After defunding school police programs last year, Maryland's Montgomery County is asking police to maintain a presence in school buildings indefinitely due to safety concerns, the school district told the Washington Free Beacon.
Following the county's first school shooting in history late last month, in which a 15-year-old boy was shot by a classmate, the district asked police into the schools for a week. That week was up on February 1, but Montgomery County Public Schools has asked police to continue to monitor schools for the foreseeable future. A spokesman for the school district said "a date is not yet set" to remove police from schools.
"Our police partners are extending their presence on high school campuses," Montgomery County Public Schools director of communications Chris Cram told the Free Beacon on Wednesday. "At the same time an extensive workgroup has begun the work to ensure safe and equitable schools in MCPS. This work includes developing a vision for safety, security, and well-being right through to ensuring incident command structure during crisis is ready for appropriate response."
The county in March 2021 decided to strip funding from its decades-old School Resource Officer program after pressure from activists who pointed to a disproportionate number of black students arrested in the school district. Like many other Democrat-run jurisdictions that defunded police programs, Montgomery County is realizing that police presence in schools makes schools more safe. Montgomery superintendent Monifa McKnight announced in a Jan. 24 press briefing after the shooting that the district would reevaluate what a police presence "needs to look like" in the future. McKnight said the district did not plan to reinstate the School Resource Officer program.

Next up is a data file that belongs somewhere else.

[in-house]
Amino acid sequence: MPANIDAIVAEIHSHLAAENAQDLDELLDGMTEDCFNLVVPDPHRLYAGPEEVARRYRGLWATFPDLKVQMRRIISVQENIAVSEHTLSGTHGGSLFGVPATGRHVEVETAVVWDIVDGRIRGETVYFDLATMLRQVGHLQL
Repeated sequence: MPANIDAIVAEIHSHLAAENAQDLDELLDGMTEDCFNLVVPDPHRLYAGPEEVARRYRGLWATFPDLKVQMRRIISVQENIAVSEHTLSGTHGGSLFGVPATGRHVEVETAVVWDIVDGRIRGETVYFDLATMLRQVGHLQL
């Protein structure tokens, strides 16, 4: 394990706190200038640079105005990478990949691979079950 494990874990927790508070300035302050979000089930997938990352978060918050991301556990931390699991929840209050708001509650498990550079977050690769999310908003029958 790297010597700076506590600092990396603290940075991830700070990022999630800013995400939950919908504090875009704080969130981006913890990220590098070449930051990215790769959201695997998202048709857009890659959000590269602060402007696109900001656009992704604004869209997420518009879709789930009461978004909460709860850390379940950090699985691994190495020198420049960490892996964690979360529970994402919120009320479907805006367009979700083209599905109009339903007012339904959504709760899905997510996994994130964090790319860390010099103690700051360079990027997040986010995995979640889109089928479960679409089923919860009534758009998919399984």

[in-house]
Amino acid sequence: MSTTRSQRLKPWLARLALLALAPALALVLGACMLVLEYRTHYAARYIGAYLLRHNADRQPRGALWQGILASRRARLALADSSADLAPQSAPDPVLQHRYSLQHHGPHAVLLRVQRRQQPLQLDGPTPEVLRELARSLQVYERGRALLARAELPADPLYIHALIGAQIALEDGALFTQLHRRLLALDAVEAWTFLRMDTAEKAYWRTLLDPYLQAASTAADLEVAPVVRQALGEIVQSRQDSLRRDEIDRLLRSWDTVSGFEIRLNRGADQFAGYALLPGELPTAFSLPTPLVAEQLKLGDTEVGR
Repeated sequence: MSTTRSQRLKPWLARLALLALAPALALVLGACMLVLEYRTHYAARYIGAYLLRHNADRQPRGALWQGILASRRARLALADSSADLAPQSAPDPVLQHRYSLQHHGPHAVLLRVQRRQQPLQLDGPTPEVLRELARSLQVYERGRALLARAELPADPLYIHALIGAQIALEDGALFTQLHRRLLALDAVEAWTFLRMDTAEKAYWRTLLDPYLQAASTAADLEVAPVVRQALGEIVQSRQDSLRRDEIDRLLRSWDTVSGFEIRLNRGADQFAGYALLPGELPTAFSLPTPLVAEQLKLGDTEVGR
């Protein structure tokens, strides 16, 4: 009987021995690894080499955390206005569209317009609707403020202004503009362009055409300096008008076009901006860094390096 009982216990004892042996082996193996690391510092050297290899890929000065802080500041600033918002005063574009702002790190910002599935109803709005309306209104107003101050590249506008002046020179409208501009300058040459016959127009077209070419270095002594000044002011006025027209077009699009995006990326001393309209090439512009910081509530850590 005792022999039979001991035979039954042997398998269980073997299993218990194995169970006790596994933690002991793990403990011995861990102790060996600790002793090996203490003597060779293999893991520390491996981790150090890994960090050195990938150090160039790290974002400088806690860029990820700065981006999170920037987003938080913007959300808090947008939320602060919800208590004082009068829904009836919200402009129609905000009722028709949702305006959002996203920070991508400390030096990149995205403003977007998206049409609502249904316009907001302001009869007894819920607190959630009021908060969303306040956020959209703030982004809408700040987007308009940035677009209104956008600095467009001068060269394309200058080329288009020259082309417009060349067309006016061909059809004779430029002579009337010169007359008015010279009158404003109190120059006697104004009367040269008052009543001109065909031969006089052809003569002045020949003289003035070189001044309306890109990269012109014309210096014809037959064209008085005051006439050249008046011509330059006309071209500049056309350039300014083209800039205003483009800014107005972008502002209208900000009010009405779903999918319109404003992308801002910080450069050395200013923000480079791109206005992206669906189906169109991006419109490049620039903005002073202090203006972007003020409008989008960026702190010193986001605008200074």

Police were unable to respond to the shooting at Magruder High School until the injured victim was found in a school building. Two hours after officers arrived at the school, they found the shooter sitting in the classroom with a loaded gun.
The police department told the Free Beacon that it will maintain a presence in school buildings until Feb. 11, but the school district is expected to request further help.